custom linux config files managed with gnu stow



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 ░▓ about  ▓ custom linux config files
 ░▓ author ▓ xero <>
 ░▓ code   ▓
 ░▓ mirror ▓


> __NOTE:__ if you are looking for my linux wm configs like [2bwm](, [windowchef](, etc. they now live in the [classic]( branch and are not actively maintained since i live in the tty, xorg free, these days.

## table of contents

 - [introduction](#dotfiles)
 - [managing](#managing)
 - [installing](#installing)
 - [how it works](#how-it-works)
 - [tl;dr](#tldr)
 - [terminal emulator](#terminal-emulator)
 - [vps & local clipboard](#vps--local-clipboard)
 - [shell](#shell)
 - [clean home](#clean-home)
 - [neovim](#neovim)
 - [license](#license)

# dotfiles

in the unix world programs are commonly configured in two different ways, via shell arguments or text based configuration files. programs with many options like text editors are configured on a per-user basis with files in your home directory `~`. in unix like operating systems any file or directory name that starts with a period or full stop character is considered hidden, and in a default view will not be displayed. thus the name dotfiles.

it's been said of every console user:
> _"you are your dotfiles"_.

since they dictate how your system will look and function. to many users (see [ricers]( and [beaners]( these files are very important, and need to be backed up and shared. people who create custom themes have the added challenge of managing multiple versions of them. i have tried many organization techniques. and just take my word for it when i say, keeping a git repo in the root of your home directory is a bad idea. i've written custom shell scripts for moving or symlinking files into place. there are even a few [dotfile managers](, but they all seem to have lots of dependencies. i knew there had to be a simple tool to help me.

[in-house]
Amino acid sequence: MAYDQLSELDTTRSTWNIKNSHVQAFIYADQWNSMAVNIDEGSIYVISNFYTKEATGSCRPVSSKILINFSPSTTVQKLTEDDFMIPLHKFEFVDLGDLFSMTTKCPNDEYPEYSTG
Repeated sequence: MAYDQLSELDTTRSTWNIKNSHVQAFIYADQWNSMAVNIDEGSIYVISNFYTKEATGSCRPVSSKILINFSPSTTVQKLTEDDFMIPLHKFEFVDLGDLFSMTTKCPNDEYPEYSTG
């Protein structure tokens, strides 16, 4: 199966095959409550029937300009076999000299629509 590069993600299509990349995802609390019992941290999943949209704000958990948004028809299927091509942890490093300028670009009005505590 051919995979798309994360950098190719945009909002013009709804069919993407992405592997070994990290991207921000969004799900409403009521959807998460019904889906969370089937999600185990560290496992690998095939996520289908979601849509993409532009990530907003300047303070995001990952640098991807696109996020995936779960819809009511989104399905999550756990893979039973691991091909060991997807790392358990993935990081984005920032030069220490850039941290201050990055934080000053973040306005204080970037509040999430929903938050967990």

# managing

i manage mine with [gnu stow](, a free, portable, lightweight symlink farm manager. this allows me to keep a versioned directory of all my config files that are virtually linked into place via a single command. this makes sharing these files among many users (root) and computers super simple. and does not clutter your home directory with version control files.

# installing

stow is available for all linux and most other unix like distributions via your package manager.

- `apt install stow`
- `brew install stow`
- `dnf install stow`
- `pacman -S stow`
- `yum install stow`

or clone it [from source]( and [build it]( yourself.

# how it works

by default the stow command will create symlinks for files in the parent directory of where you execute the command. since i keep my dots in: `~/.local/src/dotfiles` and all stow commands should be executed in that directory and suffixed with `-t ~` to target the home directory. otherwise they will end up in `~/.local/`. if you wanna make things easier on yourself you can clone the repo to `~/dotfiles` then run commands with no flags. but who likes things easy in the unix world ;P

to install configs execute the stow command with the folder name as the first argument, then target your home directory (or wherever you like).

to install my **zsh** configs use the command:

`stow zsh -t ~`
this will symlink files like `.zshrc` to `~/.config/zsh`

to install the **fun scripts** to `/usr/local/bin` execute the command:

`stow fun -t /usr/local/`

this will symlink the fun scripts like `food` to `/usr/local/bin`. notice that the location of the scripts has appended a bin folder? that's b/c stow creates or uses the exact folder structure of the repo. and the food script is located at `/fun/bin/food` in this repo.

**note:** stow can only create a symlink if a config file does not already exist. if a default file was created upon program installation you must delete it first before you can install a new one with stow. this does not apply to directories, only files.

more notes on using/understanding stow in [this github issue](

# my dotfiles setup

to fully "install" and setup this repo run the [setup script]( or something like this:
# clone and stow
git clone ~/.local/src/dotfiles &&
	cd ~/.local/src/dotfiles &&
	stow bin fun git gpg ssh tmux neovim zsh -t ~

# tmux
mkdir ~/.config/tmux/plugins &&
	git clone --depth=1 ~/.config/tmux/plugins/tpm &&
	~/.config/tmux/plugins/tpm/scripts/ &&